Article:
brad dickason
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Use your damn product

Most people dream up improvements and a laundry list of features that they think their customers want. But most of them don’t actually use their product.

When I first started at Shapeways (a 3D Printing Marketplace), I was enamored by the intricate designs created by talented 3D artists. I would regularly browse through users shops and purchase cool little gadgets and trinkets. As a regular user of Shapeways, I felt like I could empathize with our customers. I remember talking to a shop owner who sold an item that I purchased and hearing complaints about customer service issues and how painful it was when we told their customers that an object couldn’t be printed (for example, due to variance in 3D printers). I remember hearing this feedback and thinking, “Oh yeah that sounds frustrating but surely if we help increase customers to her shops, those few models that fail will become a tiny fraction of sales." Holy crap I wrong.

Fast forward to a year later when I decided to open my own shop. I wanted to familiarize myself with our tools for sellers so I designed a custom dog tag and offered it for sale. My dog tag was simple, like dead simple. It was styled after the House Stark sigil from Game of Thrones and I offered it in Stainless steel or bronze. I purchased one for myself and thought it was so cool, I sent it to my friends and encouraged them to buy it.

Five friends purchased, five friends waited a few days, and five friends received an email that said, “I’m sorry, Brad’s model has been rejected. We are refunding your money.”

I was mortified. I was embarassed. What the heck? I WORKED at this company and I couldn’t make a successful product?!

This is only a fraction of the embarassment that someone who sells on this platform for a living must feel.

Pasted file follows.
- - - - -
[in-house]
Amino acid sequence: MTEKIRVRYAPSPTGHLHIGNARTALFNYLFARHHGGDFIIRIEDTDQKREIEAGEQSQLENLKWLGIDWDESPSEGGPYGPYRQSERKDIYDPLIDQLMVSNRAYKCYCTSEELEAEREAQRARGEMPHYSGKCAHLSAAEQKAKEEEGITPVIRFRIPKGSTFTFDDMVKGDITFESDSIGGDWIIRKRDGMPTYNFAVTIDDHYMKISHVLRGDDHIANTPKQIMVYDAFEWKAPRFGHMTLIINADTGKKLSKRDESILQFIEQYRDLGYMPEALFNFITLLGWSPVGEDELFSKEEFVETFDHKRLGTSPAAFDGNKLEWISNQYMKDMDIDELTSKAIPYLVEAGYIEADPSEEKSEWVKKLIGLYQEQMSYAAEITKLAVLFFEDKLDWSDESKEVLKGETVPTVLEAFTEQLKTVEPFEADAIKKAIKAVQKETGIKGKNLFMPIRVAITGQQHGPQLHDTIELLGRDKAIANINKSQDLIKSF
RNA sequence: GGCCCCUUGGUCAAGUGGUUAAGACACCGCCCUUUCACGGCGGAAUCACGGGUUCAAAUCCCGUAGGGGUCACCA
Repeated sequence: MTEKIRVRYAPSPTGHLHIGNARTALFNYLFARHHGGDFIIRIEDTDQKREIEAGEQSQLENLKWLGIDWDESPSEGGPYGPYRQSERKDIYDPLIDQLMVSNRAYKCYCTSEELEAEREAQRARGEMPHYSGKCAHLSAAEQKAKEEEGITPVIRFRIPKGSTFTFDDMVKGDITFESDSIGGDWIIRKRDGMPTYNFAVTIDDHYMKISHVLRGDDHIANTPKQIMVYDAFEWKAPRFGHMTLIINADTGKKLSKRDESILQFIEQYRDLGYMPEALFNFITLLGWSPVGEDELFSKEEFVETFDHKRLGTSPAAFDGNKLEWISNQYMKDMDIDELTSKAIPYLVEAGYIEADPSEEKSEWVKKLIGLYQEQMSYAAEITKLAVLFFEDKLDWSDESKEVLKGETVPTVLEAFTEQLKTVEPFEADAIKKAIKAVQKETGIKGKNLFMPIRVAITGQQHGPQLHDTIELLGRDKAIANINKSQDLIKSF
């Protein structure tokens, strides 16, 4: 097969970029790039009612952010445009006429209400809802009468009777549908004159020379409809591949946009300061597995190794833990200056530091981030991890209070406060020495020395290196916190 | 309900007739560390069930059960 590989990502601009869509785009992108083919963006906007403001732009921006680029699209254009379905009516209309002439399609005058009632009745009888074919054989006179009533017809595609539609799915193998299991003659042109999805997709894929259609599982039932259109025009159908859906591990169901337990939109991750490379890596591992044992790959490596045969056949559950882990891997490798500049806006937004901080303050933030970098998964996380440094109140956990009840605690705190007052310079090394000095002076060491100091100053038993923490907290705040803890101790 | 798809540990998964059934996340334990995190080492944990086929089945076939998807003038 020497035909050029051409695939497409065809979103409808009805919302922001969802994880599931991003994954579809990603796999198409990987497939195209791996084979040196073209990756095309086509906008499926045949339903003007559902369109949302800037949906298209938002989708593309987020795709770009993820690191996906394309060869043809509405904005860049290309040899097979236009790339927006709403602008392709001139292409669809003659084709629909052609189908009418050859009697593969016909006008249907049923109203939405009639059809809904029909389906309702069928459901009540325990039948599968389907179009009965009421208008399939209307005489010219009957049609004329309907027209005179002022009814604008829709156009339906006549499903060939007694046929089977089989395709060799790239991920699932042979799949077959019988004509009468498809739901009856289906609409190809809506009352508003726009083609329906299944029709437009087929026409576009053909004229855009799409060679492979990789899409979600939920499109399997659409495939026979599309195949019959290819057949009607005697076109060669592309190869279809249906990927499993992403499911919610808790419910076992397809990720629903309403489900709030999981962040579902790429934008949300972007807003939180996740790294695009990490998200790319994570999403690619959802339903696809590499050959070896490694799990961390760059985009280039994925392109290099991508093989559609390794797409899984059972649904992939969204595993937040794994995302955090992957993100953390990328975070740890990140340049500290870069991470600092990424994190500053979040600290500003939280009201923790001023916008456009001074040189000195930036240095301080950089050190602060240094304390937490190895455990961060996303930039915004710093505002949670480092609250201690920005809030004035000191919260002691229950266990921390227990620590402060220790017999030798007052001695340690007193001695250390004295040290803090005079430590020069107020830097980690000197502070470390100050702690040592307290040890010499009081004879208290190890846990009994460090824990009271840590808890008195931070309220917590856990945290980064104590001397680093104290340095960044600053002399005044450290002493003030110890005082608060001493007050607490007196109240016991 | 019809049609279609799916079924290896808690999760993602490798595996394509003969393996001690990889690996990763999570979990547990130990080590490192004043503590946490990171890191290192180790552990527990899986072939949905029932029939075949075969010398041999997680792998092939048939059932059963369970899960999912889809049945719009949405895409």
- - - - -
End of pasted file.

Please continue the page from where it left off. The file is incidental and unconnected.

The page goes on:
In that moment, I gained a ton of empathy for my customers.

Most Product Managers don’t take the time to use their product. I don’t mean “Superficially load up your product, poke around and be done.” I mean truly experience your product, day in and day out, to accomplish the same goals as your users.

Fred Benenson of Kickstarter tried to use his own product to raise money for a t-shirt. Seems simple, right? Doing so uncovered a host of pain points and improvements to the product that had gone unnoticed by the team:

“Getting one of those details right — backer addresses — made me realize we needed a better way to ensure we were delivering valid backer mailing addresses to project creators at the most crucial part of their project: reward fulfillment.“ -Fred Benenson, Kickstarter

These pain points typically lie in the depths of your product. The screens that only serious users access. Not the surface-level shiny stuff.

If you use your product like your serious users, you will start to truly understand them.

Bear with me and put your imagination caps 🎩 on for a moment. For the duration of this note, I’ll imagine that you work at a hypothetically ecommerce company. Let’s call it Bakeways (not in any way associated with my former company, Shapeways!). Bakeways enables bakers to sell bread to users all over the world. It’s a two sided marketplace with bakers and baked goods enthusiasts. (editor’s note: feel free to steal this startup idea, I would use it!)

Your typical PM at Bakeways would probably talk to a few bakers, maybe assemble a customer advisory council of bakers, and look at some data. They would probably get some solid insights and have a pretty good understanding of the baking space. They probably would even visit the site a few times per week and peruse the best baked goods, maybe even curate their own list of their favorite pastries.

But they wouldn’t try to be a successful baker.

Successful baker’s on the site have to do so many more things than just upload a few glamorous pictures of bread and prep their oven. They have to:

  1. Create a brand: Pick a name, a photo (and decide if they want to position themselves as a ‘serious baker’ or a ‘playful baker.’)
  2. Get a single human to care about what you’re doing (post on social media to attract your first click)
  3. Convince many humans to care about what you’re doing (repeatedly attract clicks and/or build an audience)